The efforts are showing some success and the pace is escalating. The companies face no technical issues for sales in Europe and Asia as Georgia has free-trade agreements with most target export countries. Wine and spirits exports to non-traditional markets tripled in dollar terms over 2013-18 "which seems a good achievement considering bottlenecks in brand promotion and positioning", states In Vino Veritas.

China's imports rose by 11 per cent in January-September 2019 to 5,334,939 bottles. US growth was particularly good, sales rising 60 percent to 533,206. There were big gains in sales to Israel, up 88 percent to 218,921 bottles and Germany, up 36 percent to 476,125. Smaller markets, but still showing good gains, were the UK, up 40 percent at 93,067, the Netherlands, up 21 percent at 73,078 and Sweden up 397 per cent at 55,506. However, Russia, with sales of 41,112,235 bottles, up 11 percent, still dominates. The heavy-weight companies in the business - Teliani Valley, Telavi Wine Cellars, Kakheti Traditional Winemaking, Badagoni and Tbilvino et al - may dominate export sales, yet it is the small wine-makers that have been catching the headlines, getting business by winning high profile competitions in Europe, Asia and the US with qvevri wines, reviving old wines and bringing in new ones. (Geostat classifies these as having annual revenue below GEL 12 million.) Some 90 percent of companies operating in the Georgian market, says the Wine Agency, are small.

"High profits and the availability of various grants and subsidized loans from the government in recent years are the major reasons for the large number of small-scale wineries in the sector," states In Vino Veritas. Without this help small wineries would have "little capability to invest in brand development and distribution networks."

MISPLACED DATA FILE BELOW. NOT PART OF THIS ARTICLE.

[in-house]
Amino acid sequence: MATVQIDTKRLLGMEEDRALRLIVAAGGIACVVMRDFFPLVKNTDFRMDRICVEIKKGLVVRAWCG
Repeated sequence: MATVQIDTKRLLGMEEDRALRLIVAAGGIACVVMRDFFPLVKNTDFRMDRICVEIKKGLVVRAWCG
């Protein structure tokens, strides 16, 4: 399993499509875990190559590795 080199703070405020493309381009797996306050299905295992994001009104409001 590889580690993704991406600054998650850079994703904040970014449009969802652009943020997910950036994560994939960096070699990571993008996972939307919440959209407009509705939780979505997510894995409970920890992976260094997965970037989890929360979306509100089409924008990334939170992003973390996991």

Lesser feted than Georgian wine are the country's bottled brandy and brandy spirit, although Georgia is the world's 10th largest exporter of brandy, with over 20 percent of the Spanish and French markets. Quality bottled brandy exports increased at a rate of over nine percent a year in 2013-2018, according to Galt & Taggart, coming from Askaneli Brothers, Bolero, Kakhetian Traditional Winemaking, Sarajishvili and others. The low cost of Georgian raw spirit enables it to dominate export sales (59 percent of the total), and Spain and France buy it for making own-label cheaper brandy brands.

A small country like Georgia, states In Vino Veritas, will never have sufficient vineyards to compete in low-cost markets against the likes of Chile or Spain. Yet, wine companies are split in their views on market positioning and strategy, it notes. Some companies "think a winning strategy is to focus on affordable wines, while maintaining better quality than low priced competitors". Others "see opportunities to position in the premium segment, with potential in unique varieties of wines produced in Georgia".

Galt & Taggart believes that Georgia's wine and spirit business would make more impact in export markets if companies marketed together with a unified strategy. They "do not have a collaboration platform or agreement regarding their long-term positioning in their export markets. Corporate governance within the sector is still evolving but cluster-building and greater coordination are needed over the coming years".